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October Term, 2012

November 26, 2012

Today the Supreme Court issued one decision, described below, of interest to the business community.

Federal Arbitration Act—Preemption of State Law

Nitro-Lift Technologies, L.L.C. v. Howard – No. 11-1377

For the third time in two Terms, the U.S. Supreme Court has summarily reversed a state-court decision that disregarded its precedents construing the Federal Arbitration Act (“FAA”). It is settled law that the FAA is applicable in both state and federal courts, and that under the FAA, an arbitration provision is “severable” from the remainder of the contract containing it. Thus, the U.S. Supreme Court has repeatedly held that “unless the challenge is to the arbitration clause itself, the issue of the contract’s validity is considered by the arbitrator in the first instance.” E.g., Buckeye Check Cashing, Inc. v. Cardegna, 546 U.S. 440, 445-446 (2006).

Despite the U.S. Supreme Court’s clear instruction, the Oklahoma Supreme Court held that the “existence of an arbitration agreement in an employment contract does not prohibit judicial review of the underlying agreement.” The court therefore deemed itself free to apply an Oklahoma statute limiting the enforceability of noncompetition agreements and, on that basis, invalidated the entire employment contract—including its arbitration provision—as void under Oklahoma public policy.

Today, in Nitro-Lift Technologies, L.L.C. v. Howard, No. 11-1377, the U.S. Supreme Court reversed the Oklahoma court in a unanimous per curiam opinion. The Court held that the decision below “ignored a basic tenet of the [FAA’s] substantive arbitration law”—namely, that “attacks on the validity of the contract, as distinct from attacks on the validity of the arbitration clause itself, are to be resolved ‘by the arbitrator in the first instance, not by a federal or state court.’” Slip op. 1, 4.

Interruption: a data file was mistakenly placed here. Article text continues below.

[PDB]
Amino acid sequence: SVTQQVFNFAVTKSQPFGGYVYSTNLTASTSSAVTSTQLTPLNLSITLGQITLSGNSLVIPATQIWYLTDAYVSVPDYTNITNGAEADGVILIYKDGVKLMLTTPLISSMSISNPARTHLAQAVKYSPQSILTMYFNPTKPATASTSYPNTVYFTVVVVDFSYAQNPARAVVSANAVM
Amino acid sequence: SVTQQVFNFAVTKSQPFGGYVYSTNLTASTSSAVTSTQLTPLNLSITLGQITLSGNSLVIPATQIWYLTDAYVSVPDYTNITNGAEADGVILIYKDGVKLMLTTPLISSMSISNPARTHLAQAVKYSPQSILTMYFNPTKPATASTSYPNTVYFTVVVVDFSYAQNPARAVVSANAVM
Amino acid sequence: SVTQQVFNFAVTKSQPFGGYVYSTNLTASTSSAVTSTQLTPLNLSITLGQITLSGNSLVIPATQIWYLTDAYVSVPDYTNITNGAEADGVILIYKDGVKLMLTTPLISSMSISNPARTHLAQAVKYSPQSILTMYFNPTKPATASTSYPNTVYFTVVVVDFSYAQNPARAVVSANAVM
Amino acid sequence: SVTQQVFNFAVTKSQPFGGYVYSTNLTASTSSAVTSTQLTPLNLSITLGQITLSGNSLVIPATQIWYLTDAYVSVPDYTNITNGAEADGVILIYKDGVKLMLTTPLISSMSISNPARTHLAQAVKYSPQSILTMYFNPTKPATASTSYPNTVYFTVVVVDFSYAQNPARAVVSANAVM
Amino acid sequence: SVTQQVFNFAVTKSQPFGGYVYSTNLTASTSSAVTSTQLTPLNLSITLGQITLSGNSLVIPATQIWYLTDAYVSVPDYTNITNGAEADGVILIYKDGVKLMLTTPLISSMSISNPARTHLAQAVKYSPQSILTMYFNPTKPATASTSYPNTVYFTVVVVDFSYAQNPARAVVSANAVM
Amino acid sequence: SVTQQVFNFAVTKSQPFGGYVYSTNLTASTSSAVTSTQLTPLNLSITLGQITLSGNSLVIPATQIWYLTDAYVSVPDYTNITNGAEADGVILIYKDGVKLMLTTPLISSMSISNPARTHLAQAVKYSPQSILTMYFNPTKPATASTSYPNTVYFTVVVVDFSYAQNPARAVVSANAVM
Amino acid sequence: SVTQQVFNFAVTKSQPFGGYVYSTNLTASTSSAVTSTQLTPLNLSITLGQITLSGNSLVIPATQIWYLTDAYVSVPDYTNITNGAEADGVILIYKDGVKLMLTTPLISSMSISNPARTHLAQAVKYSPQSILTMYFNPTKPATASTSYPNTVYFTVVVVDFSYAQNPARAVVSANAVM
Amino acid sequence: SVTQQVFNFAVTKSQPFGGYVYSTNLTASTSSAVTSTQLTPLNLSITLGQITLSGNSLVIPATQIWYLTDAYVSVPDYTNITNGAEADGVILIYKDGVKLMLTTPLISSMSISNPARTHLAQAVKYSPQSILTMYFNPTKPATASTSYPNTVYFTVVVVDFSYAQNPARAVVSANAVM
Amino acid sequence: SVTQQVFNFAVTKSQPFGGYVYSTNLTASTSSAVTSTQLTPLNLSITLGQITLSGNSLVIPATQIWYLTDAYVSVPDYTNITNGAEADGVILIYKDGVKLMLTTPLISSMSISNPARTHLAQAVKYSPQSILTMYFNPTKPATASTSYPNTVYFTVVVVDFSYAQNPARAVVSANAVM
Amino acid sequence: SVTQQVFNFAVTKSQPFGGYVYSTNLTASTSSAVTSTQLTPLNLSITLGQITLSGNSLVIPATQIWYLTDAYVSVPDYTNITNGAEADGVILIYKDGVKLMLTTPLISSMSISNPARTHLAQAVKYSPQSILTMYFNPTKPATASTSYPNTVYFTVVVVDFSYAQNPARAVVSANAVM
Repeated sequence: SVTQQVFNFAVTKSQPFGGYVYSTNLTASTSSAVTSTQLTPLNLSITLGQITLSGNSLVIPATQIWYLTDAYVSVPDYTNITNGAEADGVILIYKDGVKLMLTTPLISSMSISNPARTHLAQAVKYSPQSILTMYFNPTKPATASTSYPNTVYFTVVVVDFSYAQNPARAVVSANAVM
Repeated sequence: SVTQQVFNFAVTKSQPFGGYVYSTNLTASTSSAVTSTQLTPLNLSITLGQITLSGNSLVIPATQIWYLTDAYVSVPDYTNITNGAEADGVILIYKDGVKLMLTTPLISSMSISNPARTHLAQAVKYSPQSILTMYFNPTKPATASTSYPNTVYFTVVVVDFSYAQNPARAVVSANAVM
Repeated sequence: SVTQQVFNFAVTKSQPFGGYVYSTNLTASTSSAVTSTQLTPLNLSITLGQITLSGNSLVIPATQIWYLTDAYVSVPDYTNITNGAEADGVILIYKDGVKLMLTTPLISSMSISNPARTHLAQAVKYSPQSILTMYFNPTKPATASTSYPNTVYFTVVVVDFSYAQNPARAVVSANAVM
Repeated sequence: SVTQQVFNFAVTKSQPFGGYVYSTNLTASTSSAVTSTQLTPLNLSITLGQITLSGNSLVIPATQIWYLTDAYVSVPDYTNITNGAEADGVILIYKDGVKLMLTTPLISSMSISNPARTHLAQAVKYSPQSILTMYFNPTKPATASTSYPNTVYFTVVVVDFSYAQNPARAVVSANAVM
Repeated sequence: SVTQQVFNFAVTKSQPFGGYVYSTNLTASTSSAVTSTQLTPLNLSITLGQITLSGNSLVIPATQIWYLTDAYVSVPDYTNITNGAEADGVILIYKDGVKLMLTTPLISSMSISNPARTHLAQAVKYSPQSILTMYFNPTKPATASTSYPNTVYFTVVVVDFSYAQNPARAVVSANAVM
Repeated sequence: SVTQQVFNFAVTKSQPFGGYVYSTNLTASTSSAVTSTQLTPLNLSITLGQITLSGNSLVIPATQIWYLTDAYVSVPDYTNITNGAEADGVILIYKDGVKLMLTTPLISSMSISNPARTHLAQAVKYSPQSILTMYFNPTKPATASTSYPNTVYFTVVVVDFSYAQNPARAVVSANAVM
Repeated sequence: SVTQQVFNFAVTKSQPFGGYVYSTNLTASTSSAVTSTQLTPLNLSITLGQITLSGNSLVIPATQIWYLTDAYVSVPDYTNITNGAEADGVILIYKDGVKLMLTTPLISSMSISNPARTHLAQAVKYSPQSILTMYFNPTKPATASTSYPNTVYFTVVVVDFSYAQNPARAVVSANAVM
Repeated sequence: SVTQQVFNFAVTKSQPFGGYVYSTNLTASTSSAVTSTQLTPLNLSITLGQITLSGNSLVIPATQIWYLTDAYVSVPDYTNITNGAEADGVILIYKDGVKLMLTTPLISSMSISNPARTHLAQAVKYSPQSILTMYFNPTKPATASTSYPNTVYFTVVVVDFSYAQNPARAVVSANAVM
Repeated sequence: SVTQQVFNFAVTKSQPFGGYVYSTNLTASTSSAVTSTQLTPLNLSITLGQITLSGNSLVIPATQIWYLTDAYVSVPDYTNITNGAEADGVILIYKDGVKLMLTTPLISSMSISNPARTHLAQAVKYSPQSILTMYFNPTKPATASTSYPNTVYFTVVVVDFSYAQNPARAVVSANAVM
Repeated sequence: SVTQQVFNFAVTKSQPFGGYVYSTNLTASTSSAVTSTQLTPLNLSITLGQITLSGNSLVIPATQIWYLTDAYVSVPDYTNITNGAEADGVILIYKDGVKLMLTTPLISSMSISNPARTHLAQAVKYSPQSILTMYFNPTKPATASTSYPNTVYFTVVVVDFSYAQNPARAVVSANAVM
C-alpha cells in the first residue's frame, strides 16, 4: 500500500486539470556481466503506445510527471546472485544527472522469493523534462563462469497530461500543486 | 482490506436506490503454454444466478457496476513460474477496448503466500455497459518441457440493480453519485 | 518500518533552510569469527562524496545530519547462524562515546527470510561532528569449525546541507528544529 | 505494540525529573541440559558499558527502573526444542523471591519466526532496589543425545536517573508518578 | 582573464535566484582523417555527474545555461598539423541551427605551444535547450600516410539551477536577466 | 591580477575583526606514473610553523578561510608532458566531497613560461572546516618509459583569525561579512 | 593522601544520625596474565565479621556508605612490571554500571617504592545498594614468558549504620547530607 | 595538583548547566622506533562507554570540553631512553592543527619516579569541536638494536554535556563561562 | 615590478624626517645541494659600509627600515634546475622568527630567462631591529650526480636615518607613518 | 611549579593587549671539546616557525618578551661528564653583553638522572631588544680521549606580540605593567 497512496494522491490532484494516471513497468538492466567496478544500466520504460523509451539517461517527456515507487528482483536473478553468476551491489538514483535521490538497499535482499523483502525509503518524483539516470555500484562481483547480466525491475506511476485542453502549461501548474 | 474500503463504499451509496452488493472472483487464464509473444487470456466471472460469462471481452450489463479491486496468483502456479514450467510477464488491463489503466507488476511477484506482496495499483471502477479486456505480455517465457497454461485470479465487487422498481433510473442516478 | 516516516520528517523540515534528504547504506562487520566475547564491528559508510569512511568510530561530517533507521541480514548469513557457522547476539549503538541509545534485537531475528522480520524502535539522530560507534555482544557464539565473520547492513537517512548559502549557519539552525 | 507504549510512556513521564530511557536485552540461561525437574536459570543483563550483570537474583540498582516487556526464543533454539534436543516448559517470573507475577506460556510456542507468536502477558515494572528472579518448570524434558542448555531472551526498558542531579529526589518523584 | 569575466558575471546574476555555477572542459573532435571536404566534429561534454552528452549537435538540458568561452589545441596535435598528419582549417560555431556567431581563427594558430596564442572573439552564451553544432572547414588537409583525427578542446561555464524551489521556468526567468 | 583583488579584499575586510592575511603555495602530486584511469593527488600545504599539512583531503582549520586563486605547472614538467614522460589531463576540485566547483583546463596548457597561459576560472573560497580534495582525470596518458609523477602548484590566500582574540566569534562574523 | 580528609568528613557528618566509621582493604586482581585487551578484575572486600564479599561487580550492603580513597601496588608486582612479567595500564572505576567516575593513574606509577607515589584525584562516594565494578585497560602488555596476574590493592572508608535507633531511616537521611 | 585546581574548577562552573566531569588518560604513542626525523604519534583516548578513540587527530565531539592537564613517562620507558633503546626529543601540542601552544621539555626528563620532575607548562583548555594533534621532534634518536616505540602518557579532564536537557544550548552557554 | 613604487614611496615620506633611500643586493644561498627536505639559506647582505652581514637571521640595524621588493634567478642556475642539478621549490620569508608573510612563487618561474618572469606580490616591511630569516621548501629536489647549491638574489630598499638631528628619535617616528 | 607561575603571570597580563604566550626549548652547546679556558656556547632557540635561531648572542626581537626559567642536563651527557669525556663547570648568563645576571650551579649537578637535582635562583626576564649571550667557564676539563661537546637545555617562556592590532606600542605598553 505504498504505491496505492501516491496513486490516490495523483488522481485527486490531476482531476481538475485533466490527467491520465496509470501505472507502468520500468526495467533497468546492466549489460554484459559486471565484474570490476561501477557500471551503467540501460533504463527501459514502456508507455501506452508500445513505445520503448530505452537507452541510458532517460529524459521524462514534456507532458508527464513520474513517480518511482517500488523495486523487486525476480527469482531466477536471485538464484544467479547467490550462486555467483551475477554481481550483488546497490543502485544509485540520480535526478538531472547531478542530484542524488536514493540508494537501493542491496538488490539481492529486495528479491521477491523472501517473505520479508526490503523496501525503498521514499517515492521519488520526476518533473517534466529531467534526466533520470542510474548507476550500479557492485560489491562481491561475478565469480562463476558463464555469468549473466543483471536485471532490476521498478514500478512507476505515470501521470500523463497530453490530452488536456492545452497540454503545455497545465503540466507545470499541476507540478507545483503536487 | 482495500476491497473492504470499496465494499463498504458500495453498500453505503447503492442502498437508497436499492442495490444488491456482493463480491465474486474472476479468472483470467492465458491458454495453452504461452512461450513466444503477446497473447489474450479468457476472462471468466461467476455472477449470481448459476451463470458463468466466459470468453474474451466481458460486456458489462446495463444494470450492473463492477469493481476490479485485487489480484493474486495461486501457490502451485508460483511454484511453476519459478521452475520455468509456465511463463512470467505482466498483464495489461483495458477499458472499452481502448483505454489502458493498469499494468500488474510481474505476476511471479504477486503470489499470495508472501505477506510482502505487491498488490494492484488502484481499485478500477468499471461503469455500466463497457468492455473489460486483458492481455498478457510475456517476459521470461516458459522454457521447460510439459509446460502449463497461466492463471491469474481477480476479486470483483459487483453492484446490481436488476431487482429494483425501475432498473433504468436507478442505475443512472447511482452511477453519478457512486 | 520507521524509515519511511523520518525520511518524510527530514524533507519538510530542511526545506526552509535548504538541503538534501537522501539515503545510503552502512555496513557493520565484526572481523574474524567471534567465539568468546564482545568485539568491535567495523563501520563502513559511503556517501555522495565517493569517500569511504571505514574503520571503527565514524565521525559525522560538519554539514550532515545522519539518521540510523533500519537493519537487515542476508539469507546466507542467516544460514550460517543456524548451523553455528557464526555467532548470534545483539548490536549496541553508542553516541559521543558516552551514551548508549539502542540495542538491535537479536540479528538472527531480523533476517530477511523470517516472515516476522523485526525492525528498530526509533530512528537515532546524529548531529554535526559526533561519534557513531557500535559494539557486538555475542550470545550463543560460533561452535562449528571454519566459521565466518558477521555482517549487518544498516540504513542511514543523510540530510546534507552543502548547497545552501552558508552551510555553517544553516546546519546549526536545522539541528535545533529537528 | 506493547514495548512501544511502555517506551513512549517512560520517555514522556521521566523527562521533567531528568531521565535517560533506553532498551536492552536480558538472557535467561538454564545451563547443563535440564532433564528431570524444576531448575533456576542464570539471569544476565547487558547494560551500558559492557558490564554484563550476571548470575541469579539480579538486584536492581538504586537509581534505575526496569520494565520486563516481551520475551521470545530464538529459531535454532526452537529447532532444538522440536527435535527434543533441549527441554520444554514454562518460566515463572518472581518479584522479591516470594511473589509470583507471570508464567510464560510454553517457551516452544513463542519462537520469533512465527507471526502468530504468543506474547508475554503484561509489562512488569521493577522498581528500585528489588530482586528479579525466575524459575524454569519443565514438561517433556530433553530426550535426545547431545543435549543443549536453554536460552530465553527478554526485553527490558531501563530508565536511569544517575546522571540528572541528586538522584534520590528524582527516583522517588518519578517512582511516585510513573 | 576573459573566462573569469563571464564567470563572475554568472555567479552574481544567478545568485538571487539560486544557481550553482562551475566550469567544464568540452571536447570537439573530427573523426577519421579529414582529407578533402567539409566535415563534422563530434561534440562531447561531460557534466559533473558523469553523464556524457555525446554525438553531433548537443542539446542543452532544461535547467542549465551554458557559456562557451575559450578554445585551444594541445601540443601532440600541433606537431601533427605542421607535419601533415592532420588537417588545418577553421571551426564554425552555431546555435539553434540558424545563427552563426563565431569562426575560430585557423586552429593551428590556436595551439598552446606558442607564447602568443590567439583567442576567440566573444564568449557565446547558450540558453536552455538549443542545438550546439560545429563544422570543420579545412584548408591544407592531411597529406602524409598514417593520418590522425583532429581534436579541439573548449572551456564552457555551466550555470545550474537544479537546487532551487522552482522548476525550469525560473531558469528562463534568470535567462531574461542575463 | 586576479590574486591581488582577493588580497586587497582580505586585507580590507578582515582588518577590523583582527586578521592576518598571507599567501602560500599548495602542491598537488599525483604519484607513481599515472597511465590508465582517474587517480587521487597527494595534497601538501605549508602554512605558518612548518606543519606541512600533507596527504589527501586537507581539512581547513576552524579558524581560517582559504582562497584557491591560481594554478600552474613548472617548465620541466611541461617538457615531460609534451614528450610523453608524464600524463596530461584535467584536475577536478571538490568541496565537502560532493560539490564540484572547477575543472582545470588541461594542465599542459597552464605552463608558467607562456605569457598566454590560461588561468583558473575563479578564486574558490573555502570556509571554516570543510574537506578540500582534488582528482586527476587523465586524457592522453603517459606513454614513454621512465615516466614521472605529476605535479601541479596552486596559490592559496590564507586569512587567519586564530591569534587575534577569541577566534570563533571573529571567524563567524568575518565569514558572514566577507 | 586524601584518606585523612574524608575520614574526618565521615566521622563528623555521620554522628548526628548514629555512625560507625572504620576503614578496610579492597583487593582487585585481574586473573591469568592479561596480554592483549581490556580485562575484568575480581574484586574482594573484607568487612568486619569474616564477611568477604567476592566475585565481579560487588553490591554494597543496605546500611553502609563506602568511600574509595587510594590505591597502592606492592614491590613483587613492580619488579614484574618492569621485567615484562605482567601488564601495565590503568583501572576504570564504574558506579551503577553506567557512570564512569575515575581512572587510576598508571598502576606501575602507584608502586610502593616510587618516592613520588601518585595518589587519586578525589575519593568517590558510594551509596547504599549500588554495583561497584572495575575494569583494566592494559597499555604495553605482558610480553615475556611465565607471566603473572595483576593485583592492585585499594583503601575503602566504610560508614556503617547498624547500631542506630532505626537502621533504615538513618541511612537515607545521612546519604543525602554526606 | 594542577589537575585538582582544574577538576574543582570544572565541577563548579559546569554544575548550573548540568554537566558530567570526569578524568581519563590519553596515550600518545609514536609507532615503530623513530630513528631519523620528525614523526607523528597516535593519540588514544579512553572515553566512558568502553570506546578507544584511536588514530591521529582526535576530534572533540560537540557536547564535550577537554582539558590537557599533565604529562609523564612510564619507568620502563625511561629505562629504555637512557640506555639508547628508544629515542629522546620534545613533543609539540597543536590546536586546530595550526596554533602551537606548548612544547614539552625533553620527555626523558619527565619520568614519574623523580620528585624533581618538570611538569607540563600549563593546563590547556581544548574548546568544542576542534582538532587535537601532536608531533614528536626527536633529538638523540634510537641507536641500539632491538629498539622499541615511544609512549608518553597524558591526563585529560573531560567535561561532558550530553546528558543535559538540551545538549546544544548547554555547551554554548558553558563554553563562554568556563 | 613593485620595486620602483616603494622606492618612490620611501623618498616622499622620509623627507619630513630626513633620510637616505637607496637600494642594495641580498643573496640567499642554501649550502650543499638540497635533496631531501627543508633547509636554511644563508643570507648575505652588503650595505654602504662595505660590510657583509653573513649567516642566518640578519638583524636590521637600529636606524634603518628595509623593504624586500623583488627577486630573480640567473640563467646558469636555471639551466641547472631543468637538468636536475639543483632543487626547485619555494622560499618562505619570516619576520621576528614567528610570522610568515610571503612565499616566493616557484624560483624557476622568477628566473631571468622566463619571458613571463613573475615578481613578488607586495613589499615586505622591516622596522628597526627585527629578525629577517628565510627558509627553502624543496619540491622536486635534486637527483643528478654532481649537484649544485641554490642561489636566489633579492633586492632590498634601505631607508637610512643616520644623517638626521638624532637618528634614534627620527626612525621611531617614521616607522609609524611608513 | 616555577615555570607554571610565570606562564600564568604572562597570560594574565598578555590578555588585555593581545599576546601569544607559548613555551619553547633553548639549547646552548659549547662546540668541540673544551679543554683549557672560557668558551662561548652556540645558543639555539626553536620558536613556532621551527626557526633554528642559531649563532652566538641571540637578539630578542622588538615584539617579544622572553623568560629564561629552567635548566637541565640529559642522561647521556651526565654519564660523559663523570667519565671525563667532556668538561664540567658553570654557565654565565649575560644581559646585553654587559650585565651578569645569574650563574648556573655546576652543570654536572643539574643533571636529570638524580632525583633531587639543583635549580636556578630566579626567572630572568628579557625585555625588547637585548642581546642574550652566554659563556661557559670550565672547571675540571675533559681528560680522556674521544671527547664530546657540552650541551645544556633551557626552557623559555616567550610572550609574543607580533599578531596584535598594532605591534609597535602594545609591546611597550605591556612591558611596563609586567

The per curiam opinion pointedly observed that the state court had “acknowledged” the Supreme Court’s prior cases setting forth the FAA’s severability principle, “but nonetheless chose to discount these controlling decisions.” Slip op. 3. The Court held that this disregard of its precedents was forbidden by the Supremacy Clause. As the Court reaffirmed, “state courts must abide by the FAA,” as well as “the opinions of this Court interpreting that law.” Id. at 5. It is especially important in the arbitration context that state courts faithfully implement the controlling, “correct interpretation” of federal law because, the Court explained, “State courts rather than federal courts are most frequently called upon to apply the FAA,” including its “national policy favoring arbitration.” Id. at 1.

Because there was no dispute that the employment contract at issue here contained a valid arbitration provision, the U.S. Supreme Court’s FAA jurisprudence required the arbitrator, not the Oklahoma court, to determine the validity of the rest of the contract. Slip op. 4. To the extent that the Oklahoma court interpreted the state statute specifically limiting the enforceability of noncompetition agreements to invalidate the arbitration agreement contained in the employment contract, that holding conflicted with, and therefore was preempted by, the FAA. Id. at 5.

Today’s summary reversal—which follows on the heels of summary reversals in Marmet Health Care Center, Inc. v. Brown, 132 S. Ct. 1201 (2012) (in which Mayer Brown represented one of the petitioners), and KPMG LLP v. Cocchi, 132 S. Ct. 23 (2011)—signals that the Court will not tolerate defiance of its FAA precedents by state courts. The Court’s decision is a powerful reminder that federal law favors arbitration; that under federal law, the validity of the remainder of a contract containing a valid arbitration provision is for the arbitrator to decide; and that this rule applies in both state and federal courts.

For more information about the issues described in this Decision Alert, please contact Andrew Pincus at +1 202 263 3220, Evan Tager at +1 202 263 3240,  or Archis Parasharami at +1 202 263 3328.

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